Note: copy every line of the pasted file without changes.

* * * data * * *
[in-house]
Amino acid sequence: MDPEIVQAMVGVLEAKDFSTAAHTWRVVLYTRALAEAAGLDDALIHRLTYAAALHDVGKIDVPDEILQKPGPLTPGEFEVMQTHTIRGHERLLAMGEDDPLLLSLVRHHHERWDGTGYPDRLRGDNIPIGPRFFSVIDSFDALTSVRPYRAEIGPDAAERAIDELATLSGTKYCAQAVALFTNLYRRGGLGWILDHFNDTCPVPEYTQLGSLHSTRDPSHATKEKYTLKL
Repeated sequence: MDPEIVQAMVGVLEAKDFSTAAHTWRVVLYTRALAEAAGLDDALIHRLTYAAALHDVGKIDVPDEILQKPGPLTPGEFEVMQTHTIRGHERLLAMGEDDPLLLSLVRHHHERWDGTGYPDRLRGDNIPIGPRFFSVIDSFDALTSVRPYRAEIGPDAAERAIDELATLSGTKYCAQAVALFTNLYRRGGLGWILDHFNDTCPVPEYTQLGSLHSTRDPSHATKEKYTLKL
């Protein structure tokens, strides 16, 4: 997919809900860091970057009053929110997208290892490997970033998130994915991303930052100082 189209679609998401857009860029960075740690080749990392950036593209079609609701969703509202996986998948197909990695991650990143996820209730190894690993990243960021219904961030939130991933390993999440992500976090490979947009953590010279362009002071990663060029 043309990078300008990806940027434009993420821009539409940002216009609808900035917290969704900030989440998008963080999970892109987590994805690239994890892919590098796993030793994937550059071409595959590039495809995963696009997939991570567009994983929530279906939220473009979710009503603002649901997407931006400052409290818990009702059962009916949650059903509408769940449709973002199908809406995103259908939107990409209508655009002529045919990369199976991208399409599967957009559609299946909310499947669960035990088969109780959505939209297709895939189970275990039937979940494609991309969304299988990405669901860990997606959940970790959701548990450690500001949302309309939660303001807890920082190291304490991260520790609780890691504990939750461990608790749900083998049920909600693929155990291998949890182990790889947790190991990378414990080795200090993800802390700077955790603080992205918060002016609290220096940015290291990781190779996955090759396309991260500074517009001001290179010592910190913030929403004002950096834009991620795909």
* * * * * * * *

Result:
[in-house]
Amino acid sequence: MDPEIVQAMVGVLEAKDFSTAAHTWRVVLYTRALAEAAGLDDALIHRLTYAAALHDVGKIDVPDEILQKPGPLTPGEFEVMQTHTIRGHERLLAMGEDDPLLLSLVRHHHERWDGTGYPDRLRGDNIPIGPRFFSVIDSFDALTSVRPYRAEIGPDAAERAIDELATLSGTKYCAQAVALFTNLYRRGGLGWILDHFNDTCPVPEYTQLGSLHSTRDPSHATKEKYTLKL
Repeated sequence: MDPEIVQAMVGVLEAKDFSTAAHTWRVVLYTRALAEAAGLDDALIHRLTYAAALHDVGKIDVPDEILQKPGPLTPGEFEVMQTHTIRGHERLLAMGEDDPLLLSLVRHHHERWDGTGYPDRLRGDNIPIGPRFFSVIDSFDALTSVRPYRAEIGPDAAERAIDELATLSGTKYCAQAVALFTNLYRRGGLGWILDHFNDTCPVPEYTQLGSLHSTRDPSHATKEKYTLKL
């Protein structure tokens, strides 16, 4: 997919809900860091970057009053929110997208290892490997970033998130994915991303930052100082 189209679609998401857009860029960075740690080749990392950036593209079609609701969703509202996986998948197909990695991650990143996820209730190894690993990243960021219904961030939130991933390993999440992500976090490979947009953590010279362009002071990663060029 043309990078300008990806940027434009993420821009539409940002216009609808900035917290969704900030989440998008963080999970892109987590994805690239994890892919590098796993030793994937550059071409595959590039495809995963696009997939991570567009994983929530279906939220473009979710009503603002649901997407931006400052409290818990009702059962009916949650059903509408769940449709973002199908809406995103259908939107990409209508655009002529045919990369199976991208399409599967957009559609299946909310499947669960035990088969109780959505939209297709895939189970275990039937979940494609991309969304299988990405669901860990997606959940970790959701548990450690500001949302309309939660303001807890920082190291304490991260520790609780890691504990939750461990608790749900083998049920909600693929155990291998949890182990790889947790190991990378414990080795200090993800802390700077955790603080992205918060002016609290220096940015290291990781190779996955090759396309991260500074517009001001290179010592910190913030929403004002950096834009991620795909």